Discipline and grace

Tuesday, 2 July 2013

⚠️ This is an old post

It's possibly been exported and imported from at least three different blogging platforms over the years. That probably means, at best, there are broken images and links. If the post is technical in nature, any advice is probably out of date and irrelevant. Or it is really old, it was the wafflings of a teenager with too much time on his hands working out what blogging is… If it is the latter I would probably cringe if I re-read it. But it's here because it's part of my past, not my present.

You've been warned! Onwards…

There are occasions where 'nothing new' creeps up on me and catches me off guard. Sometimes it is a result of spotting a new thing in something old. Other times it happens when you look at something from a different angle. At Trinity on Friday night it was a new angle that showed me something new in something that was not new.

The Bible talks a lot about work, it is part of how this planet works and how it was designed. I've recently just finished reading a commentary of the Biblical view of work, there is a lot to be said. Similarly, the Bible talks about about grace - we don't deserve God to love us, but he does, it is not something we can earn of work towards. Even longer books have been written about grace.

But it is so difficult to balance the two against each other: in one hand you have grace which says Jesus has done everything, you do not need to work hard to earn his favour. In the other hand you have sections of the Bible that say that unless you show your faith through work it is dead.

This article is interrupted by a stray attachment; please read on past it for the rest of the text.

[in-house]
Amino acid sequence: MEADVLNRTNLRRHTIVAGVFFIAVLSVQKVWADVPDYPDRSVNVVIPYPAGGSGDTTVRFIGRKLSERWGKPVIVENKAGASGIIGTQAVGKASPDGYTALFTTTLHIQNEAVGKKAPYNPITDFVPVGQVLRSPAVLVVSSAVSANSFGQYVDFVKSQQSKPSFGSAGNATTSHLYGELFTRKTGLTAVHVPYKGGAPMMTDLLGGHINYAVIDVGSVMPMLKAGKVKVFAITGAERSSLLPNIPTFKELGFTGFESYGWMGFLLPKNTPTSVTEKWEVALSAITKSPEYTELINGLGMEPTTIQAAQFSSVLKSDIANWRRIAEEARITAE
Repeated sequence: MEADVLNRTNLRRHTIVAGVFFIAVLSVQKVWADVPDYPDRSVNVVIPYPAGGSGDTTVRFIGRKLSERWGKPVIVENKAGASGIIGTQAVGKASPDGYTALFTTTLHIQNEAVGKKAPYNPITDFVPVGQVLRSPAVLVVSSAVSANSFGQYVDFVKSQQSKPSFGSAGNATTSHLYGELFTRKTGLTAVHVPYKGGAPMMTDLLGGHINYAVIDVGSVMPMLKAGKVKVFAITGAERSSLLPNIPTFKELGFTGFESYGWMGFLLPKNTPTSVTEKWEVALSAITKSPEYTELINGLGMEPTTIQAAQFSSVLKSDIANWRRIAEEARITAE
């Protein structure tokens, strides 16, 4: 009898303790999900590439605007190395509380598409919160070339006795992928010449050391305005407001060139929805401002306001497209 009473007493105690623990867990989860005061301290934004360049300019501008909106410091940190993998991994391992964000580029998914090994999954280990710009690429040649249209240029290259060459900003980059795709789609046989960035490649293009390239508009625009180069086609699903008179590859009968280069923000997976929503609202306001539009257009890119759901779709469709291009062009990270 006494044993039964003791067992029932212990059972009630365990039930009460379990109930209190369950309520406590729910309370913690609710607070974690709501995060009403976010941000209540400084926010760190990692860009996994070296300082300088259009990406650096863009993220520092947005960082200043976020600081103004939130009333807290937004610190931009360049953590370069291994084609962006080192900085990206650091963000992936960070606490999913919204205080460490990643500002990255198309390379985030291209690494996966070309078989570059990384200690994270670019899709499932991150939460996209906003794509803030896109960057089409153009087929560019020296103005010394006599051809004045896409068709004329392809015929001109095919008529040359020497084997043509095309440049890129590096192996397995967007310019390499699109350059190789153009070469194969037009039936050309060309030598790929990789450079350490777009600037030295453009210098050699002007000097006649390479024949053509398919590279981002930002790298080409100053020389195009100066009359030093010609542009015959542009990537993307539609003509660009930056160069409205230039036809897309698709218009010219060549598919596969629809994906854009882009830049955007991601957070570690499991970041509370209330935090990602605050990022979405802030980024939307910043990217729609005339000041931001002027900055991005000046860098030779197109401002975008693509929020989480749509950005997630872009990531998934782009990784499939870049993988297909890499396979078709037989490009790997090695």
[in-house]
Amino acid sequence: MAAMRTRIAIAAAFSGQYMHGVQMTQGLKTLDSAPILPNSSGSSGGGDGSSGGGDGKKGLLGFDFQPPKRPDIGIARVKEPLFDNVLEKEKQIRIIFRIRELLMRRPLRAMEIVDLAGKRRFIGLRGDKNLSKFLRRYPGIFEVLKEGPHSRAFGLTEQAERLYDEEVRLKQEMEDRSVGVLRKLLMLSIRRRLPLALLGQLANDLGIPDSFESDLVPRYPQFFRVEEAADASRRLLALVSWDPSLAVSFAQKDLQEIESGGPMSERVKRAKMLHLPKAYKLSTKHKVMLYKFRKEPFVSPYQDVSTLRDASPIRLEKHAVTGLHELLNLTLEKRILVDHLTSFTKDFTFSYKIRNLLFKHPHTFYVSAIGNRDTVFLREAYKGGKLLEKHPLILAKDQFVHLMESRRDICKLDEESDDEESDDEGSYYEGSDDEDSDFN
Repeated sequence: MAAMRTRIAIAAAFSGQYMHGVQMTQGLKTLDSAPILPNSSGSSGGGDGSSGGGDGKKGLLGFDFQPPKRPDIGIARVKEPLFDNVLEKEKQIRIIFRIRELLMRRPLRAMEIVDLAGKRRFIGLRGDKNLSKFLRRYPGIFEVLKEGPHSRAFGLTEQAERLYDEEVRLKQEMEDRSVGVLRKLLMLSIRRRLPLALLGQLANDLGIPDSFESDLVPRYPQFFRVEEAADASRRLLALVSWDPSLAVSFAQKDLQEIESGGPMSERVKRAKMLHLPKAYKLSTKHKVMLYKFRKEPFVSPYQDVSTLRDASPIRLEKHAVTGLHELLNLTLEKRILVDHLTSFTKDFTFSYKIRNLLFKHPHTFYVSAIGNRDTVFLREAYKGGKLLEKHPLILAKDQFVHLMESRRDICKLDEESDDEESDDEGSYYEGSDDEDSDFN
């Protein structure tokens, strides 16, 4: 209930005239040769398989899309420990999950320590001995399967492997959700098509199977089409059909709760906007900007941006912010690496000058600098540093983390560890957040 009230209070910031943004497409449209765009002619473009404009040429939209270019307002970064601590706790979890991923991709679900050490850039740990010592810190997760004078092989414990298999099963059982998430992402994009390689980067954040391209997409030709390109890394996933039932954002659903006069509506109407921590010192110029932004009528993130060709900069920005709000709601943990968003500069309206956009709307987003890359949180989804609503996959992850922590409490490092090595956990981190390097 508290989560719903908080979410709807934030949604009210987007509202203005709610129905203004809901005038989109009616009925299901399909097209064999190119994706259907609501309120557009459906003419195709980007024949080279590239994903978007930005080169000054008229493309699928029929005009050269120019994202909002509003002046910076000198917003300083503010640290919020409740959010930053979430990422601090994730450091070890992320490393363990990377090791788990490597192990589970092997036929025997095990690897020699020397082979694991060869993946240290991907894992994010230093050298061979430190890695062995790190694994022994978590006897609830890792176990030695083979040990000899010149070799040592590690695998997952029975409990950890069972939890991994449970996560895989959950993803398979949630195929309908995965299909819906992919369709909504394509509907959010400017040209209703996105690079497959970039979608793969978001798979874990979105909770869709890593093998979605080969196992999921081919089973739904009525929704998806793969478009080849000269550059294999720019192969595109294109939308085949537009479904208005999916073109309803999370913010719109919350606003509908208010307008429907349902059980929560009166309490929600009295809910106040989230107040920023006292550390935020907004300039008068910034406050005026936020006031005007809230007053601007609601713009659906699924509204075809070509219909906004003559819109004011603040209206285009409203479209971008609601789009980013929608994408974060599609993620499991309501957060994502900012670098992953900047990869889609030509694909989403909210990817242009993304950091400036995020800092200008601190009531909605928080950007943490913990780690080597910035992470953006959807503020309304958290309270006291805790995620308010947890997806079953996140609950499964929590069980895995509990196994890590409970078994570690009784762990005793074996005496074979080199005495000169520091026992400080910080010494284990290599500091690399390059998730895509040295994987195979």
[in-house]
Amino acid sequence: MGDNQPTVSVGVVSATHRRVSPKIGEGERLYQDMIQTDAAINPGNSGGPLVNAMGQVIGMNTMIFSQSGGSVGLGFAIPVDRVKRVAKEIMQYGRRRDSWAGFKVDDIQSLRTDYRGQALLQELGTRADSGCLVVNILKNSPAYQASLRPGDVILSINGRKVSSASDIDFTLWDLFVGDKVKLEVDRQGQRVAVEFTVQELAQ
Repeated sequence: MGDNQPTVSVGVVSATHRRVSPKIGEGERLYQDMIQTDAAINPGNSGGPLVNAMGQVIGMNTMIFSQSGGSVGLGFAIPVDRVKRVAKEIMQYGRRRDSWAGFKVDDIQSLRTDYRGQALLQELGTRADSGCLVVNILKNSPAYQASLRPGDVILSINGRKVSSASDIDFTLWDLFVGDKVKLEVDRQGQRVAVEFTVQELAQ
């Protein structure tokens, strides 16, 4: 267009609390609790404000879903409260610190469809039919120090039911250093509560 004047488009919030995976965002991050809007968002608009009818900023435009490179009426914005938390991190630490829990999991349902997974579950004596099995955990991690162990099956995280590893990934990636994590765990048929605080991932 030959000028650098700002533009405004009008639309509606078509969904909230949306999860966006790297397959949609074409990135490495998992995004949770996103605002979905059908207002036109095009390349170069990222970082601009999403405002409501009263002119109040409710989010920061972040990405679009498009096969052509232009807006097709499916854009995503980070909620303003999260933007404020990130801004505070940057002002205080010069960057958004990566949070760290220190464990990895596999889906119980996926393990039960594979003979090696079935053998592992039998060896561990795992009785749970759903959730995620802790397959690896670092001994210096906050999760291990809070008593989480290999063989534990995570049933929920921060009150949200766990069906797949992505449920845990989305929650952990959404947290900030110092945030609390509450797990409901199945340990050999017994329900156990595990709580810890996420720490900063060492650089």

We were looking at 2 Timothy, seeing how Paul trains Timothy to train others who can then train more still. This is one of the core parts of the vision for Trinity. Paul goes onto talk about soldiers, athletes and farmers, and it was the final illustration of the farmer that struck a chord with me, bringing together grace and discipline.

The farmer works hard, ploughing the field, sowing the seed, watering the crop and finally reaping the harvest. But it is not the farmer who makes the seed grow, that is out of their hands. Similarly as a church (or business, or just as an individual), there is a lot of work to get on with, but there is a lot of grace involved with the growth of it.

Discipline meets grace.

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